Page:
Video: Rare drone footage shows why blue whales can be such picky eaters
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Blue whales are the largest creatures the planet has ever known, so it only makes sense they have an outsized appetite to match.
However, rare drone footage of the elusive creatures feeding off New Zealand proves they can be picky eaters when necessary, too.
In the video, the animals can be seen turning on their sides as they rapidly approach large masses of krill. Sometimes they dive in with mouths agape to scoop up their next meal. But other times, the whales make a late decision to bypass the drifting plankton.
Researchers say that’s because the whale’s immense size requires careful consideration about how much energy it can harvest from a mouthful of plankton versus how much energy is required to catch it.
“Modelling studies of blue whales lunge-feeding theorize that they will not put energy into feeding on low-reward prey patches,” said Leigh Torres of the Marine Mammal Institute at Oregon State University. "Our footage shows this theory in action. We can see the whales making choices.”
When the animal is cruising toward potential prey, opening its mouth slows it down considerably. That loss of momentum means the whale must exhaust a huge amount of energy to get back up to speed.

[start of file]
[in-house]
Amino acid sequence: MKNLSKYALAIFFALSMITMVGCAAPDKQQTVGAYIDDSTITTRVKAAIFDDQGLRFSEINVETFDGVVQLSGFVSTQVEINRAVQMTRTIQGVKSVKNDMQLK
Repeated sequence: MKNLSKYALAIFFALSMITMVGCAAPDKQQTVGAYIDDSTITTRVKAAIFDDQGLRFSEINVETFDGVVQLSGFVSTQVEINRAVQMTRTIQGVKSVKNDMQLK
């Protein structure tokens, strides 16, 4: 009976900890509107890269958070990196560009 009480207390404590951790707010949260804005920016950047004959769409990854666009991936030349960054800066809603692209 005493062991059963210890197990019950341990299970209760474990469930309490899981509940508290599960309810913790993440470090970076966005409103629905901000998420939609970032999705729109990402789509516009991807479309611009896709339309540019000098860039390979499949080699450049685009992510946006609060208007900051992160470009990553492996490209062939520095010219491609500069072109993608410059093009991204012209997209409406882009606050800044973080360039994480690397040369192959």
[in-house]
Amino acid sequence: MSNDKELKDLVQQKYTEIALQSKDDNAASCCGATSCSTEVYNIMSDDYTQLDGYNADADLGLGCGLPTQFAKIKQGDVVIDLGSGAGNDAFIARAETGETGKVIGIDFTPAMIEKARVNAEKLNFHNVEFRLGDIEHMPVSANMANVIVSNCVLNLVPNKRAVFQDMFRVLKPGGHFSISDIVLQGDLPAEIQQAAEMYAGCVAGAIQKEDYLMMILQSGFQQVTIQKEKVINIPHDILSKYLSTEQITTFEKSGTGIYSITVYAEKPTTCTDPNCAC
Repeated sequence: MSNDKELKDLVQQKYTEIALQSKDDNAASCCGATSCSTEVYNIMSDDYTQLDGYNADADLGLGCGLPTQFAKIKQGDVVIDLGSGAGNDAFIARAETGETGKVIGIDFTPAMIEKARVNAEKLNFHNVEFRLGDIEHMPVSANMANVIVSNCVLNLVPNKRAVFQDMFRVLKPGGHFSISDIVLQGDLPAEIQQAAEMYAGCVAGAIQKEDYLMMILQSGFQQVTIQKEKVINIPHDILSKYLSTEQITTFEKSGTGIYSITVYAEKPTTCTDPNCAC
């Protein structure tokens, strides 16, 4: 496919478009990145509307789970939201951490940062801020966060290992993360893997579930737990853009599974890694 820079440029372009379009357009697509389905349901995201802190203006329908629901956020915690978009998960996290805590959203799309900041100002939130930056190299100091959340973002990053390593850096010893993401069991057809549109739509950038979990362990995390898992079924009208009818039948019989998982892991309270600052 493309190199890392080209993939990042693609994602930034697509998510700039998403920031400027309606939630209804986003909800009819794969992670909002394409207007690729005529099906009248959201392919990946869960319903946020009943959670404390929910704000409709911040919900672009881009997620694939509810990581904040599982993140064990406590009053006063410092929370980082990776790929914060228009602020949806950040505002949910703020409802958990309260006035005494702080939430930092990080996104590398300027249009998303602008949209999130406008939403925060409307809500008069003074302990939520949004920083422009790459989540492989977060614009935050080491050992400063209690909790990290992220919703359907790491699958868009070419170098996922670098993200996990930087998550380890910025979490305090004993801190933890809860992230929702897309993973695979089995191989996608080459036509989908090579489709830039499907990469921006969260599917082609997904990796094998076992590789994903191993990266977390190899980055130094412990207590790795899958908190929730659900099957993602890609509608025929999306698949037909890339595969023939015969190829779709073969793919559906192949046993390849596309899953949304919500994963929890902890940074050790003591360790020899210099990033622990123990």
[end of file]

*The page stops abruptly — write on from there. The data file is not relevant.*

“It would be like me driving a car and braking every 100 years, then accelerating again,” Torres said. “Whales need to be choosy about when to apply the brakes to feed on a patch of krill.”
Torres added the footage would have been impossible to obtain without the use of small drones, since the noise of a helicopter or airplane would disturb the whales.
Blue whales are estimated to grow as long as 30 metres in length and weigh as much as 181 tonnes on a diet that overwhelmingly relies on krill. They are considered an endangered species and a recent study estimated the global population is between 10,000 and 25,000.
In 2014, nine blue whales were killed when they became trapped in pack ice off Newfoundland. One of them, a 28-metre female, was stripped down to her bones and the skeleton was shipped to Toronto where it is now on display at the Royal Ontario Museum.